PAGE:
President Has the Wit and Mettle to Survive
Byline: GENALYN D. KABILING
President Arroyo has the wit and mettle to hurdle the crisis besetting her administration and to push through with reforms necessary to make the country safe and progressive, outgoing US embassy Charge d Affaires Joseph Mussomeli said yesterday.
However, Mussomeli said the President must be ready to reach out a hand of reconciliation to her critics while making sure that nothing about the controversies besetting her administration is swept under the rug.
"On the one hand, she has to reconcile, reach out to various groups and on the other, she has to make sure that justice is done, that things are not swept under the rug, that people who have done things wrong are brought to justice," he said in an interview with state-owned NBN Channel 4 after his farewell call on the President in Malacanang yesterday afternoon.
"It is a daunting task but the President is bright enough and tough enough to do it," he said.
Asked if the President is moving in the right direction in efforts to save her presidency and push the country forward, Mussomeli said: "I think so."
President Arroyo faces an impeachment case in Congress for alleged violation of the Constitution, corruption, bribery, and betrayal of public trust for alleged connivance with poll officials to manipulate election results.
Mrs. Arroyo, who has repeatedly denied the charges, said she is ready to face an impeachment trial where she can clear her name.
The United States earlier said it would oppose another people power revolt to oust Arroyo which would weaken Philippine democratic institutions, a position criticized by several congressman as "meddling in local affairs."
Mussomeli said Washington is concerned the current political noise could derail Manilas momentum on issues such as economic reform, fighting corruption and terrorism.
Still, the US envoy called on the Arroyo government to pursue crucial reforms in the security and economic front. He urged the Arroyo administration to enact an antiterrorism bill to reinforce its legal armory against terrorists here and abroad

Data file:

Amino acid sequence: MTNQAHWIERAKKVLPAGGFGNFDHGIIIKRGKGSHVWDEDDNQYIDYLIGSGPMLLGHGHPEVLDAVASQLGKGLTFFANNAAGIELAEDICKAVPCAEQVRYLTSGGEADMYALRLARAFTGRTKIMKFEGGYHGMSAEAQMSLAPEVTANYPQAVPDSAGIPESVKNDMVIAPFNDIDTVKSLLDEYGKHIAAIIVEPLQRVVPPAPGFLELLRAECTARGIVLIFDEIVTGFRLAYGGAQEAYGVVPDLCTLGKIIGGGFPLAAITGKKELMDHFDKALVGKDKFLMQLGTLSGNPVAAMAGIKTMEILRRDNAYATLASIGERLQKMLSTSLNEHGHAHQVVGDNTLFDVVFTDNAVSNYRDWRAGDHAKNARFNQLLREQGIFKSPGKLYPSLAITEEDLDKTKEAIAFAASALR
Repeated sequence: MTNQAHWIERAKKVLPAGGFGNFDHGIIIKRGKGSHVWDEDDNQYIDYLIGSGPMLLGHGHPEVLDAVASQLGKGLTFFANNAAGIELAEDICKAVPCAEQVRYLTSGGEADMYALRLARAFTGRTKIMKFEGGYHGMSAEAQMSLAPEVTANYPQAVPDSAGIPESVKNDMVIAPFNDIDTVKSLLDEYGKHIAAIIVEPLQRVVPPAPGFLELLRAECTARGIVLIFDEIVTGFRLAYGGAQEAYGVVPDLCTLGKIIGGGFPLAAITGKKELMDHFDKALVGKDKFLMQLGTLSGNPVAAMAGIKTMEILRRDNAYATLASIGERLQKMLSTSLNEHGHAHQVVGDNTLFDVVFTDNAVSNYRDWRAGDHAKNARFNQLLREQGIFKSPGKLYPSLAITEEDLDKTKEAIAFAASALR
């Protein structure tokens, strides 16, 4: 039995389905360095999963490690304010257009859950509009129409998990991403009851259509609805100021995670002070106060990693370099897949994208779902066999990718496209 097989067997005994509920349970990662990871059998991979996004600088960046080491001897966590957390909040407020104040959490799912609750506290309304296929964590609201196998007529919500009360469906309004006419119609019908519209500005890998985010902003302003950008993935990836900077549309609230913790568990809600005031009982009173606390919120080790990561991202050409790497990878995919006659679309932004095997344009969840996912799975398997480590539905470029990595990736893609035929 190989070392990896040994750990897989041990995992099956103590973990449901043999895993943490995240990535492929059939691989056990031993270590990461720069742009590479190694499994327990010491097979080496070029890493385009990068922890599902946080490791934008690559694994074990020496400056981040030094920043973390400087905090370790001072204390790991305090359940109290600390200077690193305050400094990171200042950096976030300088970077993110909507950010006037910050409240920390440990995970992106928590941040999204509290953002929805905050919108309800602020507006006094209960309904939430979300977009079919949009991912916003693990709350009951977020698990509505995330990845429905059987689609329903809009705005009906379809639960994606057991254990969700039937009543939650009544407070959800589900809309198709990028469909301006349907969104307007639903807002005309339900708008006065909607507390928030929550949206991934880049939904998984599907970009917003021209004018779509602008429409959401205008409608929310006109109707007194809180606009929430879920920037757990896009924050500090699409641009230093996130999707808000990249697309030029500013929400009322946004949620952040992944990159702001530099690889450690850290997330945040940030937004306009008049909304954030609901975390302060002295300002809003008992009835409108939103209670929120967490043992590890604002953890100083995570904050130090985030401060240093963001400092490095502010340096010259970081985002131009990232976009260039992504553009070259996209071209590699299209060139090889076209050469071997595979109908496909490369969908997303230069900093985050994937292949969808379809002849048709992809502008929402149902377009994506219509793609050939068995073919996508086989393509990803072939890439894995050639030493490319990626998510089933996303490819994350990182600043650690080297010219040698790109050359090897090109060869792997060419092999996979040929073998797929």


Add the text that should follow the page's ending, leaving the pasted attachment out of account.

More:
Mussomeli particularly encouraged the fine-tuning of Manilas anti-wiretapping laws, which he described as "too rigid," as part of the overall campaign against terrorism.
"When you have laws that are too rigid, it ironically makes it easier for people to violate them because they are so difficult to adhere to that people ignore them," he added.
Mussomeli lauded the Arroyo administration for the passage of key tax measures to improve the countrys fiscal position. But he said the government must now intensify its anti-corruption campaign, particularly in cutting red tape to attract more investments.
"Business is not going to come here if they have pay for bribes, and deal with bureaucrats at every level that are expecting kickbacks. And the red tape is another problem," he said.
Mussomeli, meantime, revealed he and his wife are planning to adopt a Filipino boy before they leave Manila.
"We are in the process of trying to adopt a Filipino boy so we will be bringing a little bit of Philippines with us," he said.
He admitted he would miss the Philippines and its people, citing his "worthwhile" three-year stay since he was served as US charge daffaires in Manila.
"This will be a difficult move for us. We made a lot of friends and a lot of successes between our two countries," he said. He said he plans to come back "reasonably frequently."
"The Philippines is addictive for both my wife and me. Well be back," he added.
Born in New York City on May 26,1952, Mussomeli is a lawyer by profession. He entered the foreign service in September 1980 and began his foreign service career as general service officer in Cairo.
He served as consular officer in Manila from 1984 to 1986.
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